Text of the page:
E-retail has become an enormously important part of business but international e-commerce brings issues which do not apply when trading domestically, and it is essential to be prepared when considering the costs and implication of delivering overseas. Mike Josypenko is senior director of Special Projects at the Institute of Export and International Trade (IOE&IT.) “A lot of e-traders put an effort into their general business, designing and building the website, but not on the last leg of it, which is delivery,” he says. “This is especially the case with international delivery which can be much more complex, in that destinations can be further away, items will have to go through multiple handling procedures, and there will be issues including taxation, the timescale of delivery and regulation.”

All of these issues must be addressed in order to keep the customer satisfied and a key to this is transparency on the website, so that all costs are completely clear from the outset and that delivery expectations are met. “Costs will be higher in international transaction and they will vary according to region,” says Josypenko. “It will also take longer to deliver an item if it is going a longer distance and that can impinge on customer expectations. Conversely if an item is promised within 72 hours and it arrives within 48 that can create a positive impression.”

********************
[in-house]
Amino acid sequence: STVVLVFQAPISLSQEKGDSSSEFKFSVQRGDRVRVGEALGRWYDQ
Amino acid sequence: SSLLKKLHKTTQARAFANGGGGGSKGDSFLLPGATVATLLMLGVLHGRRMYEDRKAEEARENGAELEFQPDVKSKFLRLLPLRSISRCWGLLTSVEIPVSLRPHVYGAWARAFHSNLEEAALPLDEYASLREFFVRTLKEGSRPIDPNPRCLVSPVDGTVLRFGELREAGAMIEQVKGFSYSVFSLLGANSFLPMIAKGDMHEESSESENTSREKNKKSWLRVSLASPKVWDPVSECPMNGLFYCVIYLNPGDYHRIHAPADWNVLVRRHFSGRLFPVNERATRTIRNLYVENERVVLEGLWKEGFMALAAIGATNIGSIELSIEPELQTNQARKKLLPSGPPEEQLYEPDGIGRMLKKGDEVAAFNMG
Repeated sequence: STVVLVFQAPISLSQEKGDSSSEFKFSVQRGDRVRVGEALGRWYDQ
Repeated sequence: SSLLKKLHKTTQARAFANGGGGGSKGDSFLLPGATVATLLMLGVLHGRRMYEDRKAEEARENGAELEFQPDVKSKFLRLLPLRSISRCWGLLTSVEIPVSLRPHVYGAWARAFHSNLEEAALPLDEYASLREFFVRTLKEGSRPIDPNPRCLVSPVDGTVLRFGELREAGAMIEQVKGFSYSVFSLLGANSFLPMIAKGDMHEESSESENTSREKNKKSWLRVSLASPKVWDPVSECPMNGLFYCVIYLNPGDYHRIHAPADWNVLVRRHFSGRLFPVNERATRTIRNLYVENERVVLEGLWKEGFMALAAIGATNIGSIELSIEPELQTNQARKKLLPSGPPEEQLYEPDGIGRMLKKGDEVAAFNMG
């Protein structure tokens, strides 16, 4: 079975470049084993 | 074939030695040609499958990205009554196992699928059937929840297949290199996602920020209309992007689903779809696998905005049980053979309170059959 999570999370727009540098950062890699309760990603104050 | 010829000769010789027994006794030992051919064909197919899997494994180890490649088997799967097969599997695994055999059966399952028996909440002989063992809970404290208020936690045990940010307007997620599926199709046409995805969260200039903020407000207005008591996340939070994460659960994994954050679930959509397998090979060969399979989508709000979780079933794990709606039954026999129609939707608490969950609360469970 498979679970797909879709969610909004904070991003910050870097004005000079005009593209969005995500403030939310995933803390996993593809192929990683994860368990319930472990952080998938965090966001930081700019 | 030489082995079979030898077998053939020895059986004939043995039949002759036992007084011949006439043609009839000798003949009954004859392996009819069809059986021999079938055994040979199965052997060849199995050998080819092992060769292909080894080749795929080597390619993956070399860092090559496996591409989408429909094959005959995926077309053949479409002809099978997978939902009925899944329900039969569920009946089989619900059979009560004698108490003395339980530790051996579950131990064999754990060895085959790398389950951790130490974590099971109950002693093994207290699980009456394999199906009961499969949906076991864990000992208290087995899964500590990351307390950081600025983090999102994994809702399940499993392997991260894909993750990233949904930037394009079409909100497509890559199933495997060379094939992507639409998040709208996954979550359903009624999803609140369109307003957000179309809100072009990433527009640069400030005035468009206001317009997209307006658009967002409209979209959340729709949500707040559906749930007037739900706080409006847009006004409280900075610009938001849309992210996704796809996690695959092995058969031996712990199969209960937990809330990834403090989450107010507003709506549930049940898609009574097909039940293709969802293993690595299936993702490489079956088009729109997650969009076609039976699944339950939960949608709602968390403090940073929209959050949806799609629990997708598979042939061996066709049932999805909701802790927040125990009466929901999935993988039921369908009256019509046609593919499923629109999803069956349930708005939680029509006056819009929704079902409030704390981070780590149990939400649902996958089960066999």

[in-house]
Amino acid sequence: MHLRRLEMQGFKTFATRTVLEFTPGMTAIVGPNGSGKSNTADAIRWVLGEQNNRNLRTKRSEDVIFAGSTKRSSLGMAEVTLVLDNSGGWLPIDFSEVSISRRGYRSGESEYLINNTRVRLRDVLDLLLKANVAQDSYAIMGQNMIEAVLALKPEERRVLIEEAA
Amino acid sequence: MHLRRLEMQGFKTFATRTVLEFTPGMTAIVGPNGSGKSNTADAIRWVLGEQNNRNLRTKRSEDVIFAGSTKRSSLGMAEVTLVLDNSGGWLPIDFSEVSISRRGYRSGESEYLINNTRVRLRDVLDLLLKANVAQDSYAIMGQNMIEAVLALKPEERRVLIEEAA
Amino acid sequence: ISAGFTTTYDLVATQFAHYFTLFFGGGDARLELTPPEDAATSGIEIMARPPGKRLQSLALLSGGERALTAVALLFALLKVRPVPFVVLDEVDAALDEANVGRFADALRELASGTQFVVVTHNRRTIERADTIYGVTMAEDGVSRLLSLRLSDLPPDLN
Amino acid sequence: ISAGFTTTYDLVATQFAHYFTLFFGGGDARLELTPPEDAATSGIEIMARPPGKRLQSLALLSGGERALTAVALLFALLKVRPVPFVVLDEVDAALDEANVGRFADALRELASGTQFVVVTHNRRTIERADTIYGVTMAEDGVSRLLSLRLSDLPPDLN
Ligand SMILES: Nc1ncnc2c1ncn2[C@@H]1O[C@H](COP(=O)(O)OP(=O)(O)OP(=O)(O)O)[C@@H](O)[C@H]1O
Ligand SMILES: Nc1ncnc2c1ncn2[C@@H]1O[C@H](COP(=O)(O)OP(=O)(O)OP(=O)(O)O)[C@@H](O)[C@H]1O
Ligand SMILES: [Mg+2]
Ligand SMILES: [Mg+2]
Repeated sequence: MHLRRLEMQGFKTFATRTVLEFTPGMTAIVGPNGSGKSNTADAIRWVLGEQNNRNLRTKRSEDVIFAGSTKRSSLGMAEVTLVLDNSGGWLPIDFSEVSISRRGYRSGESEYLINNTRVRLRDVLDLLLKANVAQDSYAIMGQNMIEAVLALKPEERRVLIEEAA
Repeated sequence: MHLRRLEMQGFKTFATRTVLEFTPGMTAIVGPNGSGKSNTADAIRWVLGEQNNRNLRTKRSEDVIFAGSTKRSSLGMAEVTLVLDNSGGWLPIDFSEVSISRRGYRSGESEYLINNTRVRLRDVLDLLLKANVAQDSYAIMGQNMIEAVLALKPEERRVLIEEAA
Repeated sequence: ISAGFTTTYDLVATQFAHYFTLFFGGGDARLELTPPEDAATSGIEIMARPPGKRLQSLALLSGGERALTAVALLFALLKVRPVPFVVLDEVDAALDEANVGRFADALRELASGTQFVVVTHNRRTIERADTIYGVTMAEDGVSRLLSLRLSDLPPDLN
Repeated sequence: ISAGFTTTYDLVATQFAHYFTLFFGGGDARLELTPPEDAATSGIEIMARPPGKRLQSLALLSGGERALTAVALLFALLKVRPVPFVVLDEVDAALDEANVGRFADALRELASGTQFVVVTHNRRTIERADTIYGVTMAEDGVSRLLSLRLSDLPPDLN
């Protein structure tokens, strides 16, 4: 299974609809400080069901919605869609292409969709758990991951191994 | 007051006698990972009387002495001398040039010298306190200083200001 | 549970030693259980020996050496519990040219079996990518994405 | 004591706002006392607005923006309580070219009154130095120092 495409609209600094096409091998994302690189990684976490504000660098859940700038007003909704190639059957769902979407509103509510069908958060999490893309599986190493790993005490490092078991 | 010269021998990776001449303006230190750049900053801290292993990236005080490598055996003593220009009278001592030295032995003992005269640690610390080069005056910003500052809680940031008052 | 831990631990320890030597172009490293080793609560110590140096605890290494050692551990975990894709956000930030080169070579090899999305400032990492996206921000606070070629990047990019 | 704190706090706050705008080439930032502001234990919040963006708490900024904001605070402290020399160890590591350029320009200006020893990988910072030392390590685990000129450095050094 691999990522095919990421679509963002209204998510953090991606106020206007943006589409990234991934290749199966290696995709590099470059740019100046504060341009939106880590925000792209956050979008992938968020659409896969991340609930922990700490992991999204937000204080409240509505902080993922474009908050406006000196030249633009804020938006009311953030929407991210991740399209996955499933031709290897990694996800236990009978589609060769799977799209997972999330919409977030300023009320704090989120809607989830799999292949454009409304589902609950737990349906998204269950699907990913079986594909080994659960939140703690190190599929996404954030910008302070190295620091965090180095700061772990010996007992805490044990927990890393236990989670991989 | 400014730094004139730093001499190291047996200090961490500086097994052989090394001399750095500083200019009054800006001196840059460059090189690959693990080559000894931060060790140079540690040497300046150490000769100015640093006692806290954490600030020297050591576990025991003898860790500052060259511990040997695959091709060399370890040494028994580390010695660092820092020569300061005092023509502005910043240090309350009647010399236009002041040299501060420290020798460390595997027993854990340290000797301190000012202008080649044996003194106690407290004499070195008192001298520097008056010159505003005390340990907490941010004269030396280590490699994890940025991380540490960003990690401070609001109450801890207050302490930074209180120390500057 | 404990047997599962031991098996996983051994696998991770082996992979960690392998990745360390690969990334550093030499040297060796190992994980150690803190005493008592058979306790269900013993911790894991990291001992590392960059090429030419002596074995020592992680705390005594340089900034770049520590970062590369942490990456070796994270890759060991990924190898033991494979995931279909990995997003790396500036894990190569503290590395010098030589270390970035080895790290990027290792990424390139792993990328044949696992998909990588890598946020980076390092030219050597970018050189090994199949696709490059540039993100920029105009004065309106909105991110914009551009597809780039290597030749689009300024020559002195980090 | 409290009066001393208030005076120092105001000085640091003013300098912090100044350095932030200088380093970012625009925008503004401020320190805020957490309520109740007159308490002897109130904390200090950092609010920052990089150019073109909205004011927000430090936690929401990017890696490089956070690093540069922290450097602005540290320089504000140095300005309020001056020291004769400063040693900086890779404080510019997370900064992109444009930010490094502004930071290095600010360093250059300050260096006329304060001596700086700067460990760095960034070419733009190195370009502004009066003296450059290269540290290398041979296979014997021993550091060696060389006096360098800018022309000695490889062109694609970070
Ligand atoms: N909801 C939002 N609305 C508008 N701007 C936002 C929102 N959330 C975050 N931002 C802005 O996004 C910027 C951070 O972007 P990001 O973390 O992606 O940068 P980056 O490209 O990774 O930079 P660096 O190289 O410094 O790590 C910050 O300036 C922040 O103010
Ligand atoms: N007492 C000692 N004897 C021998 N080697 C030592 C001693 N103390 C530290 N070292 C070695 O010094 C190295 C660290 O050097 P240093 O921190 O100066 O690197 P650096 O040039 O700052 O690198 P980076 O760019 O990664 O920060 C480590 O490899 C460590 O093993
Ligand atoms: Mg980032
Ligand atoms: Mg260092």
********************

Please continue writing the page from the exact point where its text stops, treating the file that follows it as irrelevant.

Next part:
Key considerations

 

If merchandise is going beyond the EU, it has to undergo customs clearance and might be subject to customs duties. “Some websites use the word ‘delivery’ but don’t make it clear whether the buyer may have to pay import duties,” says Josypenko. “It should be made clear if these are included in the cost of the goods.”

Differing delivery options should also be considered. For example, Amazon now routinely offers same day delivery, but a UK e-retailer, selling into Germany may struggle to compete with a German company offering same day delivery, and may have to offer other incentives.

E-retailers must also consider that they may get a substantial number of returns, up to 50 per cent for some consumer goods, such as clothing. The expectation these days is that the retailer will meet the cost of the return. “Traders need to plan their strategy for returns and repairs in advance,” says Josypenko. “If you absorb the aftersales costs, make sure you budget for it.”

And paying duties can involve localised problems of their own. “Some countries have ad valorem limits, that is, low value limits for shipments, below which it is not commercially viable to collect import duties,” says Josypenko. “But they vary from country to country. The USA recently raised its limit from $200 to $800 – but next door in Canada the limit is C$20. The e-retailer has to be prepared.”

Five tips:

  • Spell out who is responsible for duties and taxes before the transaction completes on the website
  • Delivery costs are higher for low value goods to try to upsell, for example by creating incentives for multiple purchases
  • Consider how to manage returns
  • Try to exceed client expectations
  • Make sure profit margins cover unexpected costs